The Voya Kondic Memorial Prize

A prize of £1000 will be awarded each year to the recipient of a British Scholarship Trust grant who, in the opinion of the Trustees, has made the best use of his or her study visit. The Trustees may invite grantees to compete for the prize, on the basis of the compulsory report on their visit. They will then be asked to submit an essay of not more than 2000 words describing the importance of their research and how they believe it will contribute to the advancement of their field in their home country. They will also need a brief letter of support from their adviser in the UK.

The essay should be a personal reflection on the grantee´s experience, to complement the more official report, which all recipients of the grant are required to write on completion of their placement. The personal essay, full report on the placement and a letter of support from the grantee’s supervisor should be submitted to the Chairperson of the Trustees soon after the completion of the attachment.

The prize will normally be allocated by consultation with all the Trustees in September of each year or after all that year’s grantees have completed their placements.

Click here to see the list of previous winners – coming soon.

Voya Kondic

Voya Kondic was born in Bosnia on 25 August 1913, the son of an Orthodox priest. Orphaned at the age of 10, he had to coach younger pupils to earn the money to pay for his education. Eventually, he was able to go to Belgrade to study Engineering. He arrived in England in 1936, with a grant from the British Scholarship Trust for Yugoslavs, in order to carry out research in casting bronze ingots. At the outbreak of the war in 1939, he tried to return to Serbia to fight, but his ship was bombed and he was forced to abandon his journey. He was recommended for a lectureship at Birmingham University to specialise in a new field, to be called “foundry science”. This was the beginning of foundry education as a university discipline in The United Kingdom. Kondic was a great teacher, not only respected but regarded as a friend by all his students. He personally supervised up to 100 MSc and PhD candidates, some of whom remain in the academic world, while others took up influential posts in the casting industry.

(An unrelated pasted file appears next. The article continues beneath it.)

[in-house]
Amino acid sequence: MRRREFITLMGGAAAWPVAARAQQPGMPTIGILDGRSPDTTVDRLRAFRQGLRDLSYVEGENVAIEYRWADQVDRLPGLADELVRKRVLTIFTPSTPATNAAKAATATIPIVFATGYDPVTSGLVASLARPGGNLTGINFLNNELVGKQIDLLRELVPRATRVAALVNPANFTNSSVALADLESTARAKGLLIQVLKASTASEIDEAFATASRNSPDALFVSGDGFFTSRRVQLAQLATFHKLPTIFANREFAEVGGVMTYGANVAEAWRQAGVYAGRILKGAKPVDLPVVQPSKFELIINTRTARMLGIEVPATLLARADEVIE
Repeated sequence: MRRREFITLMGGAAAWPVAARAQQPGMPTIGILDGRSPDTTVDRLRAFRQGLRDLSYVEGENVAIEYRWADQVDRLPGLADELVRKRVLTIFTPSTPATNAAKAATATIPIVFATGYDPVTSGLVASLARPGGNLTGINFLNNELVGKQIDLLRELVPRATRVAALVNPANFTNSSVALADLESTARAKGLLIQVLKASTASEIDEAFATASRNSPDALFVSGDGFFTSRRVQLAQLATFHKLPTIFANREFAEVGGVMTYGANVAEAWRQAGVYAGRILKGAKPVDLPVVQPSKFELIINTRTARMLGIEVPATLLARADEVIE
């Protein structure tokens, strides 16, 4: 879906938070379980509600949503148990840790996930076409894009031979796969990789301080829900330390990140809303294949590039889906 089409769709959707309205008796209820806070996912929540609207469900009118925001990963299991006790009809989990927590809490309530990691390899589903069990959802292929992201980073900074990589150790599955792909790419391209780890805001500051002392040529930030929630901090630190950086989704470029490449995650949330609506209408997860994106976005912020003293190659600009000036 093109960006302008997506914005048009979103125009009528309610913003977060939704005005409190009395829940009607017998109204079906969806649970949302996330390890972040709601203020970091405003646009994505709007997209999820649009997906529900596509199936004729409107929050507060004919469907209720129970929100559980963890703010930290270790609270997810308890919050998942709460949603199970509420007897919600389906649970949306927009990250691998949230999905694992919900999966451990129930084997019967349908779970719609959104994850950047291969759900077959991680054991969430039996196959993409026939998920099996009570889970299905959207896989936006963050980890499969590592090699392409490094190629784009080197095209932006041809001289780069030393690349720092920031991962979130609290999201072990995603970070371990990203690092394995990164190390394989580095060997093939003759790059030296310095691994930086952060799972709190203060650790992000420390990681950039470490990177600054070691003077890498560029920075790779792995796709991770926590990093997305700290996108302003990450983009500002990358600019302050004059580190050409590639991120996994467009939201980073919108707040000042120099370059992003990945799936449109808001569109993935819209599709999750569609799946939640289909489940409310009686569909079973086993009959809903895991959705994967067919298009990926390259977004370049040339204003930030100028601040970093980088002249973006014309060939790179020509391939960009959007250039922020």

Soon after he was himself established in British academic life, Kondic began to involve himself in the work of the British Scholarship Trust, which had helped him embark on his academic career. He continued to serve as treasurer, secretary and then chairman for over 40 years, finally retiring in 1992. In 1963, he received the highest civilian honour from President Tito for his work with the Trust and with the British-Yugoslav Society.

The contribution Kondic made to British academic life was marked by an International Seminar in October 1993, the year of his 80th birthday. He died in the autumn of 1997.

Voya Kondic fully understood the value of education and he worked tirelessly to try to ensure that as many young people as possible from all over his homeland of Yugoslavia should have the opportunity to expand their horizons and experience by spending some time studying in the United Kingdom. His selfless dedication to the Trust’s grantees, his warmth and kindness, combined with an insistence on the highest standards, have been an enduring inspiration to the Trust. The establishment of this Prize in his name is a tribute to his devotion and an acknowledgement of the standard he set us all.

Celia Hawkesworth.